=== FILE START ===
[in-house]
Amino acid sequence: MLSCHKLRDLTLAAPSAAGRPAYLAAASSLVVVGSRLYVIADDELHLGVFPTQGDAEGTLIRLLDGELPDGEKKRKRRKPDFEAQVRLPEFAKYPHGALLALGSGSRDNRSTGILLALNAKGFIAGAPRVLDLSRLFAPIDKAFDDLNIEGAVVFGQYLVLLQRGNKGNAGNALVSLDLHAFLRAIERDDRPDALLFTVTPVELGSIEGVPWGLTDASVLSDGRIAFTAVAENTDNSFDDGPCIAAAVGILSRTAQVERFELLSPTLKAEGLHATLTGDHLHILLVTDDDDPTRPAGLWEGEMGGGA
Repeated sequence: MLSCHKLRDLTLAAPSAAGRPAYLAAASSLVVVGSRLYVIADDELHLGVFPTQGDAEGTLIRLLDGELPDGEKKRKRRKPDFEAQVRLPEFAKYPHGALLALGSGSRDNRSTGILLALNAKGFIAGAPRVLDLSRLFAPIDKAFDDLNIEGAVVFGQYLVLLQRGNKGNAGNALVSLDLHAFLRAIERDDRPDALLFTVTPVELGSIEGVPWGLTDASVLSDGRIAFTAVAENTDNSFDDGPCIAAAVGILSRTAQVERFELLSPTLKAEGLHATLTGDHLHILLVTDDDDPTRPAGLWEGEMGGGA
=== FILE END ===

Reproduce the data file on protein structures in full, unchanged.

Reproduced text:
[in-house]
Amino acid sequence: MLSCHKLRDLTLAAPSAAGRPAYLAAASSLVVVGSRLYVIADDELHLGVFPTQGDAEGTLIRLLDGELPDGEKKRKRRKPDFEAQVRLPEFAKYPHGALLALGSGSRDNRSTGILLALNAKGFIAGAPRVLDLSRLFAPIDKAFDDLNIEGAVVFGQYLVLLQRGNKGNAGNALVSLDLHAFLRAIERDDRPDALLFTVTPVELGSIEGVPWGLTDASVLSDGRIAFTAVAENTDNSFDDGPCIAAAVGILSRTAQVERFELLSPTLKAEGLHATLTGDHLHILLVTDDDDPTRPAGLWEGEMGGGA
Repeated sequence: MLSCHKLRDLTLAAPSAAGRPAYLAAASSLVVVGSRLYVIADDELHLGVFPTQGDAEGTLIRLLDGELPDGEKKRKRRKPDFEAQVRLPEFAKYPHGALLALGSGSRDNRSTGILLALNAKGFIAGAPRVLDLSRLFAPIDKAFDDLNIEGAVVFGQYLVLLQRGNKGNAGNALVSLDLHAFLRAIERDDRPDALLFTVTPVELGSIEGVPWGLTDASVLSDGRIAFTAVAENTDNSFDDGPCIAAAVGILSRTAQVERFELLSPTLKAEGLHATLTGDHLHILLVTDDDDPTRPAGLWEGEMGGGA